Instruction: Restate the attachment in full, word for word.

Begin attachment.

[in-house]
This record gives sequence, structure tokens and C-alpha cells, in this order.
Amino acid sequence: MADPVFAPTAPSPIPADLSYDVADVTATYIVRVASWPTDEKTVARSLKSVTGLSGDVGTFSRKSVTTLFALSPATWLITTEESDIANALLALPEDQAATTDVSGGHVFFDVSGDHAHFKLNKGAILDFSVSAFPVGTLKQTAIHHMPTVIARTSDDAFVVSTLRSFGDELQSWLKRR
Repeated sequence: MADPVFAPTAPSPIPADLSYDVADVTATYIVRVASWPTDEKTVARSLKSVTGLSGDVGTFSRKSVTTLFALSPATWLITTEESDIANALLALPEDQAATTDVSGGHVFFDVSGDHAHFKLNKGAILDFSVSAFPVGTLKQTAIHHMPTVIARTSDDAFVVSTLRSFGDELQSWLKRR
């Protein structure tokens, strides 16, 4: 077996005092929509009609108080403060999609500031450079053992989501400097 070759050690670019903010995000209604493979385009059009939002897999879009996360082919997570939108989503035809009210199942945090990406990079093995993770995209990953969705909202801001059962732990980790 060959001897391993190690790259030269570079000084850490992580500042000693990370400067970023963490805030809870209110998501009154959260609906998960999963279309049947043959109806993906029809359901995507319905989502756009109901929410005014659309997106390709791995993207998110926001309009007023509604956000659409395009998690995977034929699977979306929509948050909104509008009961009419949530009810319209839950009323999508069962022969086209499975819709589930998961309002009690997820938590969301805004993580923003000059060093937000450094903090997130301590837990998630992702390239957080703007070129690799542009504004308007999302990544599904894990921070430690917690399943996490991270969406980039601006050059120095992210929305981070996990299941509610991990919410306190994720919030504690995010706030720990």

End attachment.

[in-house]
This record gives sequence, structure tokens and C-alpha cells, in this order.
Amino acid sequence: MADPVFAPTAPSPIPADLSYDVADVTATYIVRVASWPTDEKTVARSLKSVTGLSGDVGTFSRKSVTTLFALSPATWLITTEESDIANALLALPEDQAATTDVSGGHVFFDVSGDHAHFKLNKGAILDFSVSAFPVGTLKQTAIHHMPTVIARTSDDAFVVSTLRSFGDELQSWLKRR
Repeated sequence: MADPVFAPTAPSPIPADLSYDVADVTATYIVRVASWPTDEKTVARSLKSVTGLSGDVGTFSRKSVTTLFALSPATWLITTEESDIANALLALPEDQAATTDVSGGHVFFDVSGDHAHFKLNKGAILDFSVSAFPVGTLKQTAIHHMPTVIARTSDDAFVVSTLRSFGDELQSWLKRR
């Protein structure tokens, strides 16, 4: 077996005092929509009609108080403060999609500031450079053992989501400097 070759050690670019903010995000209604493979385009059009939002897999879009996360082919997570939108989503035809009210199942945090990406990079093995993770995209990953969705909202801001059962732990980790 060959001897391993190690790259030269570079000084850490992580500042000693990370400067970023963490805030809870209110998501009154959260609906998960999963279309049947043959109806993906029809359901995507319905989502756009109901929410005014659309997106390709791995993207998110926001309009007023509604956000659409395009998690995977034929699977979306929509948050909104509008009961009419949530009810319209839950009323999508069962022969086209499975819709589930998961309002009690997820938590969301805004993580923003000059060093937000450094903090997130301590837990998630992702390239957080703007070129690799542009504004308007999302990544599904894990921070430690917690399943996490991270969406980039601006050059120095992210929305981070996990299941509610991990919410306190994720919030504690995010706030720990």